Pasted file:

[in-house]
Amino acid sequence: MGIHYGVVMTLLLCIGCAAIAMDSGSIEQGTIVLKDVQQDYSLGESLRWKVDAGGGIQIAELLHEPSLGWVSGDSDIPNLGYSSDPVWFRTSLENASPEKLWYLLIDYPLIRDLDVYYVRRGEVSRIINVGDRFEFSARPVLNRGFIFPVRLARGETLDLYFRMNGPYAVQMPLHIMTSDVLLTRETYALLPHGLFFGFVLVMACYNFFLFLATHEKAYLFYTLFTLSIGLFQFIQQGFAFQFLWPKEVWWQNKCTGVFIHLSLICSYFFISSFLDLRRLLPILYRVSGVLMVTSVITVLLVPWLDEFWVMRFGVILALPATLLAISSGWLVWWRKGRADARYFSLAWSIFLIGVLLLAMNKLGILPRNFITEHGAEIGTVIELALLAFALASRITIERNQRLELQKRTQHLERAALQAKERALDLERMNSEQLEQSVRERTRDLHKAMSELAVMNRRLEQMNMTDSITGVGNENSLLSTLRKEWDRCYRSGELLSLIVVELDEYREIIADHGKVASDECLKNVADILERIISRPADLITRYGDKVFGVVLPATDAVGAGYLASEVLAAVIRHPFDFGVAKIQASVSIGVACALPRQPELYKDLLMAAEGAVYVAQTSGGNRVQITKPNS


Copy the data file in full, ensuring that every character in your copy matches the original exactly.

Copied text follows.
[in-house]
Amino acid sequence: MGIHYGVVMTLLLCIGCAAIAMDSGSIEQGTIVLKDVQQDYSLGESLRWKVDAGGGIQIAELLHEPSLGWVSGDSDIPNLGYSSDPVWFRTSLENASPEKLWYLLIDYPLIRDLDVYYVRRGEVSRIINVGDRFEFSARPVLNRGFIFPVRLARGETLDLYFRMNGPYAVQMPLHIMTSDVLLTRETYALLPHGLFFGFVLVMACYNFFLFLATHEKAYLFYTLFTLSIGLFQFIQQGFAFQFLWPKEVWWQNKCTGVFIHLSLICSYFFISSFLDLRRLLPILYRVSGVLMVTSVITVLLVPWLDEFWVMRFGVILALPATLLAISSGWLVWWRKGRADARYFSLAWSIFLIGVLLLAMNKLGILPRNFITEHGAEIGTVIELALLAFALASRITIERNQRLELQKRTQHLERAALQAKERALDLERMNSEQLEQSVRERTRDLHKAMSELAVMNRRLEQMNMTDSITGVGNENSLLSTLRKEWDRCYRSGELLSLIVVELDEYREIIADHGKVASDECLKNVADILERIISRPADLITRYGDKVFGVVLPATDAVGAGYLASEVLAAVIRHPFDFGVAKIQASVSIGVACALPRQPELYKDLLMAAEGAVYVAQTSGGNRVQITKPNS